State of the Mix – Fall 2010: Overheads


Getting back to the State of the Mix and the drums theme. I’ve said to our guys that if I don’t change or add a mic on the drums every couple of months, I don’t feel like I’m doing my job. With that said, I retired our Rode NT4’s a few months ago and returned to a more traditional, spaced set of overhead mics on the drums. For all intents and purposes the overheads are primarily just mic’s for the cymbals now. I liked the NT4 and other stereo mic setups we tried, but unfortunately it didn’t always work depending on who was playing drums. Depending on the way the kit is arranged and how it was played I wouldn’t necessarily get everything I wanted to get out of the overheads. Maybe the kit would be great, but the cymbals would be lacking. Maybe I’d get plenty of one crash and not enough of another or have a hard time bringing out the ride. Sometimes it was a compromise that wasn’t a big deal, but over time it started to bug me a bit.

I think this probably really started earlier this year or late last year when someone made a comment to me about our style of mixes being more of a CD-esque/studio type thing. I hadn’t really thought much about it at the time, but it got me thinking about those first concerts I went to back in high school and how what I saw on stage sounded in the room. Part of the the experiece was more an emotional, vibey thing that happened. There was just some sort of connection that’s very hard to describe when I would watch this seemingly small drummer down on a big stage in a shed somewhere hit the drums and this huge sound would come out. Even in the smaller theatres and clubs there was still this visceral connection between the way the band appeared and sounded at those memorable shows.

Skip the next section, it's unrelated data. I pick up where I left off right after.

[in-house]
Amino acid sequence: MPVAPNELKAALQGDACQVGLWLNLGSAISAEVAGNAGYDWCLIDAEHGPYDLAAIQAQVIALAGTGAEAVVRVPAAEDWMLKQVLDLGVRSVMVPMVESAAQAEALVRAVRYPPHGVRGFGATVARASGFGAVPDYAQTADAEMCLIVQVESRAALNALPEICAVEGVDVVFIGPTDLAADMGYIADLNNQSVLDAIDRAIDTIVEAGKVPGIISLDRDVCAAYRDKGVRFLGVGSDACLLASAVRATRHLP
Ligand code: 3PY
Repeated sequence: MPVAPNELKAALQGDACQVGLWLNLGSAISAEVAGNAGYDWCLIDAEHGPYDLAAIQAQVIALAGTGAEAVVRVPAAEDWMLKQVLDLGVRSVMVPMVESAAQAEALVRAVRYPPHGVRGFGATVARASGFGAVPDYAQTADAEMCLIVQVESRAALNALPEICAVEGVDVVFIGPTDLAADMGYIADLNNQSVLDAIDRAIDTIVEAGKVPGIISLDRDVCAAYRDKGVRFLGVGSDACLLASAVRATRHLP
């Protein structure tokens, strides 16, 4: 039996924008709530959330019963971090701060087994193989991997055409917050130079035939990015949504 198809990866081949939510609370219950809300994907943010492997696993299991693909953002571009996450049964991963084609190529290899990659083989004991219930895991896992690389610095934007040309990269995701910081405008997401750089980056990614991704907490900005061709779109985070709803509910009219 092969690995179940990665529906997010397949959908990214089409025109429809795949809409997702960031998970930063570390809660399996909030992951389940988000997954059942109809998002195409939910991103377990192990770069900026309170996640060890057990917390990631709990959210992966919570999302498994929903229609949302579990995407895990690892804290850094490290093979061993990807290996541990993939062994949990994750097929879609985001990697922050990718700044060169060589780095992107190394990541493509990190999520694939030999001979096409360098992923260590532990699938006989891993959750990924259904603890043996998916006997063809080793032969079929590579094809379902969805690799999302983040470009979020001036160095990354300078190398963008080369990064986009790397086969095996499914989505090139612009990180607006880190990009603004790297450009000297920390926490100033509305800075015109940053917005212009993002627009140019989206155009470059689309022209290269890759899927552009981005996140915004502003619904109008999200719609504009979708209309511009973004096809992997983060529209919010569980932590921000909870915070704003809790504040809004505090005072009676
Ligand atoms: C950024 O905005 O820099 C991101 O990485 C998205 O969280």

Up until the last century or so, I think music was really a sight and sound type of thing. I think we often tend to forget that in the grand scheme of things the recording industry is pretty spanking new at only about 120 years old. Experiencing music prior to that meant you had to be in the same space as the musicians. So for thousands of years there was always a way for a listener to make a visual and sonic connection between the performer and the music. MTV maybe got a rap in the early days for changing music, but sometimes I wonder if maybe early MTV didn’t put things back on track to the way most generations in history have experienced music: as a sonic and visual thing. Maybe MTV just brought it into the context of a modern culture that was growing more and more media driven.